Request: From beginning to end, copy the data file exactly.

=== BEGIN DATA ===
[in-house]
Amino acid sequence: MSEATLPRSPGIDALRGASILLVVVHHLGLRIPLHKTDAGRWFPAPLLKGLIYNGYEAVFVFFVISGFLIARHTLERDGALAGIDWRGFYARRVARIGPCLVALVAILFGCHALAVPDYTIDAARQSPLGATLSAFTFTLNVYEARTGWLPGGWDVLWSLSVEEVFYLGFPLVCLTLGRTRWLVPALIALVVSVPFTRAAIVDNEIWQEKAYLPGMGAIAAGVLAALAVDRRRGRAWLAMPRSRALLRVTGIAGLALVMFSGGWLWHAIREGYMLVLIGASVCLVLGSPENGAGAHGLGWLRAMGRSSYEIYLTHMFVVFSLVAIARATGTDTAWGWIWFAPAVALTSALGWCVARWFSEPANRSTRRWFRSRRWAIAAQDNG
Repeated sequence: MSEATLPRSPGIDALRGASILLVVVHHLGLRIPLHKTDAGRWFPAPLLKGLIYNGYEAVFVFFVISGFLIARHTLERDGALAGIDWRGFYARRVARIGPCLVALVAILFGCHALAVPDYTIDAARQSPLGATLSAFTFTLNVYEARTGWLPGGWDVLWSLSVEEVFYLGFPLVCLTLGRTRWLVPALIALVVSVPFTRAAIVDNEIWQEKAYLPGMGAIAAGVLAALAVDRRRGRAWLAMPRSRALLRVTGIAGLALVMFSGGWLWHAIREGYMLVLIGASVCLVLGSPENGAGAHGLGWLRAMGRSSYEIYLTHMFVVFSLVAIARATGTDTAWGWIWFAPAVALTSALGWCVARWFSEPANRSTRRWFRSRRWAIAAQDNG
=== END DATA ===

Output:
[in-house]
Amino acid sequence: MSEATLPRSPGIDALRGASILLVVVHHLGLRIPLHKTDAGRWFPAPLLKGLIYNGYEAVFVFFVISGFLIARHTLERDGALAGIDWRGFYARRVARIGPCLVALVAILFGCHALAVPDYTIDAARQSPLGATLSAFTFTLNVYEARTGWLPGGWDVLWSLSVEEVFYLGFPLVCLTLGRTRWLVPALIALVVSVPFTRAAIVDNEIWQEKAYLPGMGAIAAGVLAALAVDRRRGRAWLAMPRSRALLRVTGIAGLALVMFSGGWLWHAIREGYMLVLIGASVCLVLGSPENGAGAHGLGWLRAMGRSSYEIYLTHMFVVFSLVAIARATGTDTAWGWIWFAPAVALTSALGWCVARWFSEPANRSTRRWFRSRRWAIAAQDNG
Repeated sequence: MSEATLPRSPGIDALRGASILLVVVHHLGLRIPLHKTDAGRWFPAPLLKGLIYNGYEAVFVFFVISGFLIARHTLERDGALAGIDWRGFYARRVARIGPCLVALVAILFGCHALAVPDYTIDAARQSPLGATLSAFTFTLNVYEARTGWLPGGWDVLWSLSVEEVFYLGFPLVCLTLGRTRWLVPALIALVVSVPFTRAAIVDNEIWQEKAYLPGMGAIAAGVLAALAVDRRRGRAWLAMPRSRALLRVTGIAGLALVMFSGGWLWHAIREGYMLVLIGASVCLVLGSPENGAGAHGLGWLRAMGRSSYEIYLTHMFVVFSLVAIARATGTDTAWGWIWFAPAVALTSALGWCVARWFSEPANRSTRRWFRSRRWAIAAQDNG